• Now, pg_dump works without a snapshot problem for tables where it uses a query to fetch the required info. But it uses the pg_get_* function where available (e.g., views, triggers, indexes), so there, it also has the snapshot problem. So, one approach would be that change pg_dump to follow the model similar to the table instead of using separate functions. Even if we decide to have a switch like --exclude-table-dependents to initially support only tables, I think it would be a good idea to have some solution for this problem in pg_dump if we want to follow pg_dump approach.
    • In general, the problems related to having separate APIs are discussed in emails https://www.postgresql.org/message-id/CAFEN2wxsDSSuOvrU03CE33ZphVLqtyh9viPp6huODCDx2UQkYA%40mail.gmail.com. and https://www.postgresql.org/message-id/11221.1179761185%40sss.pgh.pa.us.


The idea is to have a common library which can be used both at client and server side by pg_dump and DDL-Replication respectively. As a starting point, we may expose the following functions so that the backend can use them to generate DDL command.

  • ConnectDatabase() - connect to the target server.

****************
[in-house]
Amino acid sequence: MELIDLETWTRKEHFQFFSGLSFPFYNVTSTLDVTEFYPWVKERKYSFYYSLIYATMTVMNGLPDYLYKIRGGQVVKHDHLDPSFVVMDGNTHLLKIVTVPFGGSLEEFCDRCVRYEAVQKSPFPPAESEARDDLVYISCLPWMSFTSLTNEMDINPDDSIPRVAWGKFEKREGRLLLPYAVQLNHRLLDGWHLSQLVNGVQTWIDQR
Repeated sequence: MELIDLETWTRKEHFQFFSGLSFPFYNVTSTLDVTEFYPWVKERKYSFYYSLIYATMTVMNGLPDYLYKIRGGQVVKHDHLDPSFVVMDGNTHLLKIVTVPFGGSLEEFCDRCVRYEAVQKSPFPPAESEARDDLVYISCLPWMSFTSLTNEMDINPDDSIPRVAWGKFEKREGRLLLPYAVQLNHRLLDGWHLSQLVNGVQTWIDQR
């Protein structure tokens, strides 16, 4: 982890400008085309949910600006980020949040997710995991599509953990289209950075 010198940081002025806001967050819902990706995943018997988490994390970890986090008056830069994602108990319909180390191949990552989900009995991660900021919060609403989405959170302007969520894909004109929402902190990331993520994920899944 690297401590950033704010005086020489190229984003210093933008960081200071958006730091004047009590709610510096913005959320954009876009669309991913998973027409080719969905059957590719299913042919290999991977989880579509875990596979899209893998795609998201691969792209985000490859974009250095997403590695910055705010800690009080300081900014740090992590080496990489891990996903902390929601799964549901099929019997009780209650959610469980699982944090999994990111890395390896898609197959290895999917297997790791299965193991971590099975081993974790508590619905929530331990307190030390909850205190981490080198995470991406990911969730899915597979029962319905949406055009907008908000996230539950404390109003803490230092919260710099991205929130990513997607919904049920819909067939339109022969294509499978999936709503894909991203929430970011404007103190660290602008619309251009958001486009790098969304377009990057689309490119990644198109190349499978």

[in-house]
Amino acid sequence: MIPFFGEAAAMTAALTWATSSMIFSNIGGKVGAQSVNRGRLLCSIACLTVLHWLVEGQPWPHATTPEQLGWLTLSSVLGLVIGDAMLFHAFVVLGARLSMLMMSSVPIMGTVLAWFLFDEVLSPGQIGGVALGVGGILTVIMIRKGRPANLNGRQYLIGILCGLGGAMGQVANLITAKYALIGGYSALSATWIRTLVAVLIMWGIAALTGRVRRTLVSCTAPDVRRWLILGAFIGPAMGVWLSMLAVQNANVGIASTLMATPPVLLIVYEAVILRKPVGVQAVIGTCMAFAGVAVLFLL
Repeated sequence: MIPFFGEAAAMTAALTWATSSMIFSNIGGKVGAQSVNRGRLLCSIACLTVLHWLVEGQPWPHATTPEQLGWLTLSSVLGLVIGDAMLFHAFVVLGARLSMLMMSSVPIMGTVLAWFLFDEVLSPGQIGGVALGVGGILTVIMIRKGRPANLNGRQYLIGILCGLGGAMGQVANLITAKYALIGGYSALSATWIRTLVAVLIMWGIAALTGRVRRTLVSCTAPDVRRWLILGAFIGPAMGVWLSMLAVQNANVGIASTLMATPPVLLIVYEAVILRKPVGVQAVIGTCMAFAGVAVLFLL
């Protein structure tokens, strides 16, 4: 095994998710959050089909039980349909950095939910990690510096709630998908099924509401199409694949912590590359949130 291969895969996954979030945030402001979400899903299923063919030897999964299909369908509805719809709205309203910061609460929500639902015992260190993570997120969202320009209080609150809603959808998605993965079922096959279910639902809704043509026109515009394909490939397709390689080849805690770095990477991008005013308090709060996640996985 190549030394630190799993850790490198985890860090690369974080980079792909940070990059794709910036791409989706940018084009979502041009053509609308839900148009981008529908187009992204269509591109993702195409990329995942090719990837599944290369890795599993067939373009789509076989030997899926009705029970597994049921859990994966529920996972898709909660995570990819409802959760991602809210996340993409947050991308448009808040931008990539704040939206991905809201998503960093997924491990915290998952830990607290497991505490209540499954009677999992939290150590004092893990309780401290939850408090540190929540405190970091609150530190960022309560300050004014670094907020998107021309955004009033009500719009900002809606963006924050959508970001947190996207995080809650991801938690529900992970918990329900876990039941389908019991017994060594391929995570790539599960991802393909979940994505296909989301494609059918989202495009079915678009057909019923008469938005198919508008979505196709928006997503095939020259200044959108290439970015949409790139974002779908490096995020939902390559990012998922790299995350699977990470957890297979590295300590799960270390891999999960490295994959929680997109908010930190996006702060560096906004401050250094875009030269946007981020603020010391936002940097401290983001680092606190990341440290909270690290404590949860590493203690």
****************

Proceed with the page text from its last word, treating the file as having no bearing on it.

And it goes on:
• getTables() - query the target server and get necessary table information. We may also expose other similar function for other objects as well, like getFuncs() ,getConstraints() etc
  • sortDumpableObjects() - sort the object based on the dependency
  • dumpTableSchema() - use the fetched information to form the DDL command. We may provide other similar functions like dumpFunc(), dumpConstraint() etc
  • Pros:
    • In this approach, we don't need to make sure the pg_dump client library is present along with the server.
    • we also don't need to add more options in pg_dump itself as we can control which DDL to generate in a more flexible way by using these APIs.
  • Cons:
    • Refactoring: It would require some hard refactoring work to achieve this. There are serval client-side functions and data structure which we have similar server-side version (like: ConnectDatabase/typedef struct _connParams). When pushing pg_dump to server backend, we need to replace or rename these objects one by one.
    • Error handling: pg_dump is a client command which doesn't use the server side standard error reporting. If we use pg_dump library in backend, we might need to rewrite the error handling of pg_dump(make it similar to what libpq does).
    • Logging: The pg_dump use some client-side logging functions (pg_log_info()), and we might need to modify these functions to make it also work in backend.
    • Memory management: The current pg_dump doesn't rely on memory context, it directly uses pg_malloc/pg_free which are not used in backend. We might need to replace all the allocation functions to palloc(or malloc). Also, we would need to check if there is some potential memory leak problems which is not noticeable in a client command but may cause problems in a backend.

To avoid these client/server difference, we would need to refactor the pg_dump and extract all the common code into functions and expose them which only include common logic that can be shared in both client and server.

DDL Replication (Incremental Replication)